To end the week in our usual food-themed way, I want to talk about a piece of advice I was given a long time ago. I thought it concerned shopping and it turns out it’s important business advice as well. I’ll admit that it was given to me in a different time, when much of the food didn’t come from a supermarket the size of several airplane hangers. Shopping involved going to the butcher or the cheese store as well as the larger store where one would get grocery items and the advice was to make friends. Despite the change in store sizes, it’s still great advice for shopping and business. Let me explain.
I’ve written about how Italian grandmothers shop. They believe it’s their fundamental right to take home the best of each item every time. The only real way to do this in the case of non-produce items such as meat, fish, and cheese, is to speak to the vendor and ask about the inventory and to taste where appropriate. To get good answers, one made friends with them. Shopping was personal.
Today, one can shop without ever interacting with a store worker. But there’s a reason we talk to vendors: They know their products and how to work with them. I’ve learned some great cooking tricks from fish-mongers and butchers, and I think this applies to other vendors we deal with in business today.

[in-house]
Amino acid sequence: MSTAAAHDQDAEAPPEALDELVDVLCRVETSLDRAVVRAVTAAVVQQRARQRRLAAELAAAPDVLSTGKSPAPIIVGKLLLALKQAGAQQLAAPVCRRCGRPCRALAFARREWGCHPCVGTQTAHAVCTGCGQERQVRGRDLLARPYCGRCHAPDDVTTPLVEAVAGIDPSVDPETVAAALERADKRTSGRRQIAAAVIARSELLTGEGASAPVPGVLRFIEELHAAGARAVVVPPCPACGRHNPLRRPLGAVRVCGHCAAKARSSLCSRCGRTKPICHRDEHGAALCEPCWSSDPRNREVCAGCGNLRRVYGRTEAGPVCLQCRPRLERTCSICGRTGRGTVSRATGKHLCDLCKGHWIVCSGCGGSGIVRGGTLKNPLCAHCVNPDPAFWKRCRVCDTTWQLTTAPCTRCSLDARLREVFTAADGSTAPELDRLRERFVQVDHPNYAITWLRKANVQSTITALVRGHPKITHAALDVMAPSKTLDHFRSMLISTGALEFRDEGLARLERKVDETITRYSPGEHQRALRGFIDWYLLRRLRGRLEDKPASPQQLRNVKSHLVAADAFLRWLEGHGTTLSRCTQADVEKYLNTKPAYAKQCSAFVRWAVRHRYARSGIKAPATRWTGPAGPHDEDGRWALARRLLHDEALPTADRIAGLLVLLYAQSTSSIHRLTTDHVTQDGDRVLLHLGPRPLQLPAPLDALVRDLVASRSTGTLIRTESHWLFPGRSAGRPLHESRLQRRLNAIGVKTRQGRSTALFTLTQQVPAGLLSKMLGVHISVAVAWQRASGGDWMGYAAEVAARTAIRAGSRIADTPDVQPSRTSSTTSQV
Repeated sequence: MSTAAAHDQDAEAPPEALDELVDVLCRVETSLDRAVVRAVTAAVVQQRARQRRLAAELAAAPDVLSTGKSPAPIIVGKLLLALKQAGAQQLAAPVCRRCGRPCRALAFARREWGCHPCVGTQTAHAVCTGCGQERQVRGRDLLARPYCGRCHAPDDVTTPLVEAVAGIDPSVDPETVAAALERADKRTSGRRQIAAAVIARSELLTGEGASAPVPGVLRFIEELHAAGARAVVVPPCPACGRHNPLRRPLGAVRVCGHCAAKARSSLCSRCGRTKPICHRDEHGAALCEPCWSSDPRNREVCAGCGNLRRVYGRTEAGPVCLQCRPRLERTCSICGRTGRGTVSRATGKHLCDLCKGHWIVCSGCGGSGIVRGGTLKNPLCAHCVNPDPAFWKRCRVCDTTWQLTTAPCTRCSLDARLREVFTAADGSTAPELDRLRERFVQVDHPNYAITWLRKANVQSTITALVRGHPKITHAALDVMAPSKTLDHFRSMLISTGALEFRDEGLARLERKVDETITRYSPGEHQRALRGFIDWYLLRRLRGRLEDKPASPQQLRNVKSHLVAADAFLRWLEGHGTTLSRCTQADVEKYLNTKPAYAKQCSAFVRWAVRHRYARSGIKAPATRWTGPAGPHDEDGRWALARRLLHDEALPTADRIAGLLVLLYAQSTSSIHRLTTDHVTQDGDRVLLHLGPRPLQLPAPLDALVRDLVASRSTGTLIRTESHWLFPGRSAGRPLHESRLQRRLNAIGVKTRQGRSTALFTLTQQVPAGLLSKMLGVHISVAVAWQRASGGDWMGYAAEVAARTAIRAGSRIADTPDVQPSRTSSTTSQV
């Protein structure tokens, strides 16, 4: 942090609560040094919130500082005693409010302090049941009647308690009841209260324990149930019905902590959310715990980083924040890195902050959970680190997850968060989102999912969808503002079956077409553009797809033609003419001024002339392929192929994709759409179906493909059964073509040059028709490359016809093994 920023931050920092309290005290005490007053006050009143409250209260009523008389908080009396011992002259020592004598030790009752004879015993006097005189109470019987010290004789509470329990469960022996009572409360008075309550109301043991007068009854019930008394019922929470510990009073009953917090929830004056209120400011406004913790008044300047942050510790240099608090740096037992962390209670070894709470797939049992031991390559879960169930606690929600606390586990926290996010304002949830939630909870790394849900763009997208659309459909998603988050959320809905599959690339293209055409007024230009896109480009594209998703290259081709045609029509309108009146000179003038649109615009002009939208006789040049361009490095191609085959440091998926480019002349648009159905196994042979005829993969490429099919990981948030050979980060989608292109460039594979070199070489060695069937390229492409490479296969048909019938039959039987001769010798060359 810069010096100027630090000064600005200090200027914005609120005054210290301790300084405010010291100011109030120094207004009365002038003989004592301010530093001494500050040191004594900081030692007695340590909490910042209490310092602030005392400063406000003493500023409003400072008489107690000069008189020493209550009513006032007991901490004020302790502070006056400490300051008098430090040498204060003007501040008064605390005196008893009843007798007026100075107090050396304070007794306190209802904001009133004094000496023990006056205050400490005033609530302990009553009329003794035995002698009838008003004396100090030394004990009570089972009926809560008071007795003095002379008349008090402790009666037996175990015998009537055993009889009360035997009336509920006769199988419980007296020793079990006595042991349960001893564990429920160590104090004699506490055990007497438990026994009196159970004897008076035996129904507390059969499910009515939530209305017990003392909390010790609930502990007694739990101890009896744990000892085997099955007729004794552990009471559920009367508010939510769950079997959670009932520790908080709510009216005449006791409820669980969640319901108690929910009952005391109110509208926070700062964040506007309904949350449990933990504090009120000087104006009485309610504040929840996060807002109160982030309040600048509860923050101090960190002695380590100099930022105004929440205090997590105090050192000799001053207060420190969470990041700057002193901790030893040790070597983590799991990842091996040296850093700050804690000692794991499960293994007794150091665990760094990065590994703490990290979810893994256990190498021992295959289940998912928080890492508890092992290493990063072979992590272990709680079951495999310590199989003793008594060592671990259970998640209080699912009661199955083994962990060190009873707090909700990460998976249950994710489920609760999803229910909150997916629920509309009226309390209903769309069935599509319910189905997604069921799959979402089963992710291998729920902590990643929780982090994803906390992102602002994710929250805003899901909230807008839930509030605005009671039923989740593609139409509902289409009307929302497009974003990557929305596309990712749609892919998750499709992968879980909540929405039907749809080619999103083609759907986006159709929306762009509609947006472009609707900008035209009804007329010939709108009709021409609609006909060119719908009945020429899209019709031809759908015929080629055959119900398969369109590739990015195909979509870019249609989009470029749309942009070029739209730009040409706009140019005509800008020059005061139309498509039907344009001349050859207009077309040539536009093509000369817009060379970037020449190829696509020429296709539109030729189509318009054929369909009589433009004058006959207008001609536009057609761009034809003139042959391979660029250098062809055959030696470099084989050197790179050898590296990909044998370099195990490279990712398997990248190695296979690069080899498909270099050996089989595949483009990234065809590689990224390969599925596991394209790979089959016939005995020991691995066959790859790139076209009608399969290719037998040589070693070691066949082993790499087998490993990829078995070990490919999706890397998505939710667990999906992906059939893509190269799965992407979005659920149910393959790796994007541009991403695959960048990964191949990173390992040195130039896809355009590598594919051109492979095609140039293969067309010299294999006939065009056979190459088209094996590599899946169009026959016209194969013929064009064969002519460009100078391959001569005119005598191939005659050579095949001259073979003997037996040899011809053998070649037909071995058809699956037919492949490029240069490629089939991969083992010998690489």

When was the last time you had something other than an email interaction with many of your vendors? How many of them, stupidly, try to limit their interaction with you by charging you for “support” even though the better use you make of their product the more likely you are to renew? We need to “make friends” with our business partners, even if they’re just “suppliers” or “vendors.” Like the butcher, they might even put something special aside for you as a favorite customer – early access to new tools, better pricing, etc. Filling out an online support ticket and waiting for the response is the business equivalent of buying fish in a plastic-wrapped tray. Maybe you get a great result or maybe the whole thing just smells.
I try to shop in places where I can make friends. If your supermarket doesn’t have butchers and cheese-mongers, find a new place to shop. If your business partners limit human contact and the possibility of “making friends,” you need new vendors.